Corrections or additions?

This article by Elaine Strauss was prepared for the October 25,

2000 edition of U.S. 1 Newspaper. All rights reserved.

Boheme’s Blockbusters

What goes around comes around, they say. For Boheme

Opera Company it comes around as a mirror image. For its first season

in 1989 the company scheduled Verdi’s "La Traviata" and

Puccini’s

"Tosca." For this, its 12th season, the company has scheduled

"Tosca" and "Traviata." In a telephone interview from

Boheme’s Trenton office, managing director Sandra Pucciatti describes

the pair of works as "tried and true blockbuster operas that are

also good for new operagoers."

"Tosca" will be performed at Trenton’s War Memorial on Friday,

October 27, at 8 p.m., and Sunday, October 29, at 3 p.m. "It’s

very explosive," Pucciatti says. "It ushered in the 20th

century

and it wears well." Artistic director Joseph Pucciatti, Sandra’s

husband, conducts the performances and gives pre-concert talks. Laura

Alley directs. Surtitles make the text accessible in English.

Following

this season, "La Traviata" is on deck for April, 2001.

Both works rank among the five operas most frequently performed by

professional companies in the United States, according to

record-keeper

Opera America. Tosca is a multiple tragedy, with all three principal

characters dead by the end of the piece. All three contribute to the

unfortunate end of the drama: the jealous Tosca by her intense

distrust

of her lover, the artist Cavaradossi; the trusting Cavaradossi by

his naive political liberalism; and the malevolent Police Chief

Scarpia

by his provocative evil. Allison Charney, who appeared in Boheme’s

"Rigoletto," sings Tosca, one of her favorite roles. Jon

Garrison,

as Cavaradossi, and Daniel Sutin, as Scarpia, appear with Boheme for

the first time.

Tosca is the fourth Boheme presentation to take place at Trenton’s

War Memorial since its reopening in 1998 (U.S. 1 December 9, 1998).

Restored to its original, opulent 1932 look, and equipped with updated

technical facilities, the War Memorial provides an elegant setting

for up-to-date performances. During the four-year hiatus when the

site was closed for renovation, Boheme found its temporarary home

at the auditorium of Trenton’s Villa Victoria Academy.

Pucciatti’s enthusiasm about Boheme’s return to its War Memorial home

is vigorous. "What it means for us," she says, "is

increased

visibility and a state-of-the-art internal structure for producing

opera. It’s a thousand times easier. It’s by far the best facility

we’ve used. The amenities for cast and professional designers are

excellent. Its location in the capitol complex can be a marketing

plus. We can bring in new audiences with a gem-like the War Memorial,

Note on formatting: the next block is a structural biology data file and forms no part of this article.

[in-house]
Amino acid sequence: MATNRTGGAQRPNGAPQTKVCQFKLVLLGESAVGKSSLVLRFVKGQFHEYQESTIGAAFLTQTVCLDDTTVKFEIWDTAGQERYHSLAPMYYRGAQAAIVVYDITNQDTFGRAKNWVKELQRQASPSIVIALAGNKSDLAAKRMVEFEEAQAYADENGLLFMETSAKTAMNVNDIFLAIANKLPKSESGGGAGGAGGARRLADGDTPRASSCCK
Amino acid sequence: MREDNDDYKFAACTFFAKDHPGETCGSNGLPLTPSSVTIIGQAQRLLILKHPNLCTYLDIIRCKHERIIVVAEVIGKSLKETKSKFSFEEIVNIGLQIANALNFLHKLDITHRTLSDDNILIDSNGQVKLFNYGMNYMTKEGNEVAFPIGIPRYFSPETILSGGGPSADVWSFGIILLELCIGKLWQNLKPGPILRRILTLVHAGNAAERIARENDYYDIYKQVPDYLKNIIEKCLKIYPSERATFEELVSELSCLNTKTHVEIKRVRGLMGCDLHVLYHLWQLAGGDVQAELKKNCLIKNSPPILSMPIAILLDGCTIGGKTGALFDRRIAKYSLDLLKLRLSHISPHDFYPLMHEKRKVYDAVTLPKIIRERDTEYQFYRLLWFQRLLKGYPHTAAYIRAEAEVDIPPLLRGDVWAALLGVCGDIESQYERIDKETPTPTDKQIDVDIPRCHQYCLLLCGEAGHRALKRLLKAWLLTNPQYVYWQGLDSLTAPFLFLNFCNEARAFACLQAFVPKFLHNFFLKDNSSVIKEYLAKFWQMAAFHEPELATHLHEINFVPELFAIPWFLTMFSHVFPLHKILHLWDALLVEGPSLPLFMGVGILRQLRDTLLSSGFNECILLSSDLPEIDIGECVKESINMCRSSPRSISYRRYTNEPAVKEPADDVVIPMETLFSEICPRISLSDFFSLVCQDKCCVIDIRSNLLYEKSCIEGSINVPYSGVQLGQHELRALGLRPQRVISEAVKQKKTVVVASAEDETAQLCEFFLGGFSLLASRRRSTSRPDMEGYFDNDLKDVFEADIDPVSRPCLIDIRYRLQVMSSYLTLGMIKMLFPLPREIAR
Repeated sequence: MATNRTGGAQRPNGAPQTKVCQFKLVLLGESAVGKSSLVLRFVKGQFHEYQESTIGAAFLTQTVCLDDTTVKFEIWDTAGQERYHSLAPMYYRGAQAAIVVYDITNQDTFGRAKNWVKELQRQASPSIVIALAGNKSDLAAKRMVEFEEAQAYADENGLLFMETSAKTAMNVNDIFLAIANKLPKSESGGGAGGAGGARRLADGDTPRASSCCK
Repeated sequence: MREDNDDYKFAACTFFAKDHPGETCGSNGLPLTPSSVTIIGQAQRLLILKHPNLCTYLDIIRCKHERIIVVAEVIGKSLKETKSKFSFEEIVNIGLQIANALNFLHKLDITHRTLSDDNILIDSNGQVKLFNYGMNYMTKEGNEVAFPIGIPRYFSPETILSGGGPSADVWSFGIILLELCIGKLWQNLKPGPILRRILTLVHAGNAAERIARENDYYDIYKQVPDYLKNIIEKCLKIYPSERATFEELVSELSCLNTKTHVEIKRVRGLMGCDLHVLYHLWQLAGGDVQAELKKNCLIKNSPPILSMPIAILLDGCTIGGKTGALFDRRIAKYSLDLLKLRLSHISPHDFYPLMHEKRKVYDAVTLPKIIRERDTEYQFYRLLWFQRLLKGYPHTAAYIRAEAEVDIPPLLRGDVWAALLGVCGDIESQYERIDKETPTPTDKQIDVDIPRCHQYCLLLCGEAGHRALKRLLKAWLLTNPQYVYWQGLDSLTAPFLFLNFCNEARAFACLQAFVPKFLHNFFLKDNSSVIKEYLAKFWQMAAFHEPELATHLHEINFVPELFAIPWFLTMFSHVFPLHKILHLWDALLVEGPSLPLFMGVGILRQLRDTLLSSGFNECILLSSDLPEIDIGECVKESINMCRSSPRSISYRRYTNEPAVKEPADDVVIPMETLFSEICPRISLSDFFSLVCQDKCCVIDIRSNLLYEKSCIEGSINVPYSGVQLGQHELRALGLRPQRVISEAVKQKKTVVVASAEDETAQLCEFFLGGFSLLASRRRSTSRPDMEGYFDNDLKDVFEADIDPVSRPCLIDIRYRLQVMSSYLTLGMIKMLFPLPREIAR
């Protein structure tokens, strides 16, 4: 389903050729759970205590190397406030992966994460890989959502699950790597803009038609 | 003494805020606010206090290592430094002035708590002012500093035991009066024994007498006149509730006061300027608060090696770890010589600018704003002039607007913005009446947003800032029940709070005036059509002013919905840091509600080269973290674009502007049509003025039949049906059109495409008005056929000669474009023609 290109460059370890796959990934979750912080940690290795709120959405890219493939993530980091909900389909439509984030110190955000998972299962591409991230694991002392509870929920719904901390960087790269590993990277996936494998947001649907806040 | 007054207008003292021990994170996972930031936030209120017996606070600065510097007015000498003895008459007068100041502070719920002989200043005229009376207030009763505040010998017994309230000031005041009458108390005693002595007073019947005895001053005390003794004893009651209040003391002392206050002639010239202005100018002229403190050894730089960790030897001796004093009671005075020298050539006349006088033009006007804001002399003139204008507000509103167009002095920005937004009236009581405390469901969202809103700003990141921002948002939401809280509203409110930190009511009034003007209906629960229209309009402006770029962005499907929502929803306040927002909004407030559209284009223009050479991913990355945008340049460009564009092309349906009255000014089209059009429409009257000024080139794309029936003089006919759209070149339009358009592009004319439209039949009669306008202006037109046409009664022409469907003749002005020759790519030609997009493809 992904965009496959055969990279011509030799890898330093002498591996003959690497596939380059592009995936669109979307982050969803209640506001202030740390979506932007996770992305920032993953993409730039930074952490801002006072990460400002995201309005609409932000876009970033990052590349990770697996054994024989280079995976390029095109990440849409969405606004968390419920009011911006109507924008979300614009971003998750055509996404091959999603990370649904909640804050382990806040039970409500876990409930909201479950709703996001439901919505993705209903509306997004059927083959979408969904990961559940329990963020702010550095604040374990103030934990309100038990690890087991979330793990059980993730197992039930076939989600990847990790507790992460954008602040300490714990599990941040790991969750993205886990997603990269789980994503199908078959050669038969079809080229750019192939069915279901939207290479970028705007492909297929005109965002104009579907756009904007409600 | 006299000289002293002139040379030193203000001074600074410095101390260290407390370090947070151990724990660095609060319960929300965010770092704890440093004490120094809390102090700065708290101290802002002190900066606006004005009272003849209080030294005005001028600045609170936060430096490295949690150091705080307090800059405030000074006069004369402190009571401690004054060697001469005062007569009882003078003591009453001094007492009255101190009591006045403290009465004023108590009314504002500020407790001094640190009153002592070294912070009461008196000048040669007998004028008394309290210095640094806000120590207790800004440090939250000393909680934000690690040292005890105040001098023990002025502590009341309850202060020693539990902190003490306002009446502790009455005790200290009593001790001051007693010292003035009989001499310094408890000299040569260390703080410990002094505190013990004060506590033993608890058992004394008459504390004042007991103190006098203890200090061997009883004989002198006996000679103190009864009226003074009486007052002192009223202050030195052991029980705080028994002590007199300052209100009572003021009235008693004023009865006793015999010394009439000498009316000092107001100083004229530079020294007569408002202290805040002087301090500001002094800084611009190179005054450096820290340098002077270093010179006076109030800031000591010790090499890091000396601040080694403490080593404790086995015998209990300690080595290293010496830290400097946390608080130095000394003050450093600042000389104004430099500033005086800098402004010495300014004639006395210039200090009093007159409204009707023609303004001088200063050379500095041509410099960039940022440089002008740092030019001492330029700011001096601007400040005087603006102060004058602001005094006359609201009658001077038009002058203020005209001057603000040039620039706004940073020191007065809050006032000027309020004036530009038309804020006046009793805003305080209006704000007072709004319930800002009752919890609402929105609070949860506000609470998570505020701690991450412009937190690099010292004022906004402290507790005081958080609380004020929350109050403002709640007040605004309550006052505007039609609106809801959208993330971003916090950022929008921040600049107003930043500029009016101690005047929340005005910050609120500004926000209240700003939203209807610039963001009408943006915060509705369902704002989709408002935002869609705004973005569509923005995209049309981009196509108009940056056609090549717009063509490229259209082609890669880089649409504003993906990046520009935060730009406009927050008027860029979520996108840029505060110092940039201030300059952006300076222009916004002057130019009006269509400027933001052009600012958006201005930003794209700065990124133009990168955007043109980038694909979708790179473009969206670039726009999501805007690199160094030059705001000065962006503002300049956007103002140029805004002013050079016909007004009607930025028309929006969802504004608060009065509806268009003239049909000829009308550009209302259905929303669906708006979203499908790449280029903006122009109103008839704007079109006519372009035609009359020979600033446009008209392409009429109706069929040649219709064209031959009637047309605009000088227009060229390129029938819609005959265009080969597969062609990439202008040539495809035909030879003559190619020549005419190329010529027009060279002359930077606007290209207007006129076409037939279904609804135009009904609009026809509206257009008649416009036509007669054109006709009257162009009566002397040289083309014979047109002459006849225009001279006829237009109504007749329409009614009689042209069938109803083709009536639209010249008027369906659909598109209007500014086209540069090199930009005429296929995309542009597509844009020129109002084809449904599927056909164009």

especially those who have never been to Trenton, and have never been

to the opera."

The numbers bear out Pucciatti’s good feelings. With

double the marketing effort, Boheme has almost tripled its

subscription

base over last year. "Before this season," Pucciatti says,

"we never had more than 375 subscriptions, though we sold a huge

number of single tickets."

Pucciatti considers surtitles a very important marketing tool.

"`Faust,’"

she says, "our last show before the War Memorial closed, was the

first time we used surtitles. It was our first French opera and we

thought we needed them. Previously, we had done only Italian opera,

and performed `Fledermaus’ in English. Then the audience skyrocketed.

We decided then that we’d use surtitles for `Barber of Seville,’ our

next show. I thought, `Let them get all the jokes.’"

Pucciatti, 48, grew up in a family with a musical father and an

encouraging

mother. Her brother, Jerry Milstein, a computer analyst, plays oboe

in the Boheme orchestra. "Both of my parents were always

there,"

she says. Her mother died three years ago. Her father, Harvey

Milstein,

a retired executive in sales and marketing, is active at Boheme Opera

Company, serving as interim development director. Father Milstein

played first trumpet in the U.S. Army band. Violin and piano are also

his instruments. His daughter Sandra started piano at four. "We

had an old spinet," she says, "and my dad fooled around at

it. I imitated what he was doing. One day I played something and my

mom thought it was my dad playing. They decided it was time for me

to start lessons."

Pucciatti began her piano studies at the Trenton Conservatory of Music

with Isabelle Kaminsky. A graduate of Pennsbury High School, she

graduated

summa cum laude from Temple University. Additional work followed at

Trenton State, now the College of New Jersey, and, privately, with

Karl Ulrich Schnabel. "My mom was not a typical stage mom;"

she says, "she stayed in the background." Pucciatti’s piano

performance now is limited primarily to private events, though in

1995 she gave a benefit concert for the Boheme Opera Guild.

Pucciatti tracks here interest in opera to her early childhood.

"I’ve

been listening to opera since I was four years old," she says.